A VERY hot dome of heat is in store, and the BAM team also takes a look out into week’s three and four in today’s forecast video.
Here is BAM’s updated July forecast:
PROPANE PRICES: OPEC announced that it would increase production in the coming months to meet global demand, but their pledge to increase production by 1M/bpd looks to be roughly 700,000/bpd in reality, according to market analysts. Crude traders have viewed this as a bullish outcome, less than hoped for production increases and as of 10AM Central Time, crude oil is up over $2/bbl. Propane prices are moving up with it. I will have a great deal more to say on these matters on Monday.
This comes after Conway and Mt Belvieu were off roughly one-half cent per gallon on the closing daily average yesterday compared to Wednesday. Today’s closing averages should be stronger.
WINTER OF 2018-2019 DISCUSSION: Michael Clark from BAMWx.com joined us again this week to follow up on last week’s discussion on the impacts of Modoki El Nino winters on the United States.
To refresh your memory, Modoki El Ninos have the warm water pool based in the central Pacific Ocean along the equator, where a traditional or ‘canonical’ El Nino sees the pool of warmer water either across the entire equatorial basin (as was the case in 2016-2017) or off the western coast of South America. Here is a graphic that shows a general representation of each. SST stands for Sea Surface Temperatures, where red shading is warmer than normal:
Clark and his team went digging through past years to come up with several instances (winters) where a Modoki El Nino set up was in place, which is what his team (along with others in the meteorological community) is expecting from this point in time for the coming winter. The image below shows the winters where we experienced a Modoki El Nino, and the highlighted years are the most similar to the conditions Clark and BAM see at present on the planet and what might be expected.
The Winter of 2009-2010 isn’t too long ago, and that was a very good winter for folks east of the Rocky Mountains, by and large is a December-January-February blend of the three highlighted winters Clark’s team feels most resembles what may take place this winter:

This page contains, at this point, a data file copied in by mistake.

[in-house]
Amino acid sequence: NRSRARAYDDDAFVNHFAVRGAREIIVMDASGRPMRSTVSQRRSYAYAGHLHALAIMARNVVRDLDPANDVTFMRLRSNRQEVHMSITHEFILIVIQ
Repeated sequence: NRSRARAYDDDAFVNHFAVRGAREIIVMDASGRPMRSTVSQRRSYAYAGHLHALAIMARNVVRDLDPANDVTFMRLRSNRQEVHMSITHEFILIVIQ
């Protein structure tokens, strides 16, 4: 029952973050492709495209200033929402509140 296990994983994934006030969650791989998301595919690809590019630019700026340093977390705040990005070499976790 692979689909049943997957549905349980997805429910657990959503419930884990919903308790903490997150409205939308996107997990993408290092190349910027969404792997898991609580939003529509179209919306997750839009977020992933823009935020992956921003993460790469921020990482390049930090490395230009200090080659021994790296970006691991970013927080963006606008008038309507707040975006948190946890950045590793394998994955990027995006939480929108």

Below is an image of some weather data I compile, which I will update this summer to account for the last two winters. The numbers are a combined January and February Heating Degree Day total for the listed years. So if you see 2010 listed beneath the far left column, that is the winter of 2009-2010, showing the January and December combined HDD’s. I have various locations listed along the top. As you can see, the extreme Northeastern portions of the US, along with the Western United States, missed out on the cold for those years. You can also reference this data with some other winters Clark and his team listed on the Modoki years graphic above. The green shaded cells means colder than normal, where the red shaded cells means warmer than normal. The deeper the color, the more anomalous to normal that period was for that city/area. Should you want to see a larger file with this information, email me at jon at propanebuzz dot com and I can send it to you.
Here is the interview with Clark on these topics, and I hope his information and explanation help to round out your understanding on this topic and the possibilities that are on the table for this upcoming winter. All in all, the early signals favor a colder than normal winter for a good swath of the country, east of the Rockies. Folks in the West are more at risk for warmer than normal temps…keeping in mind this is just June, and things can change. But the early signs, based on the two most powerful drivers of weather on earth (Ocean temps and Solar strength) are showing their cards.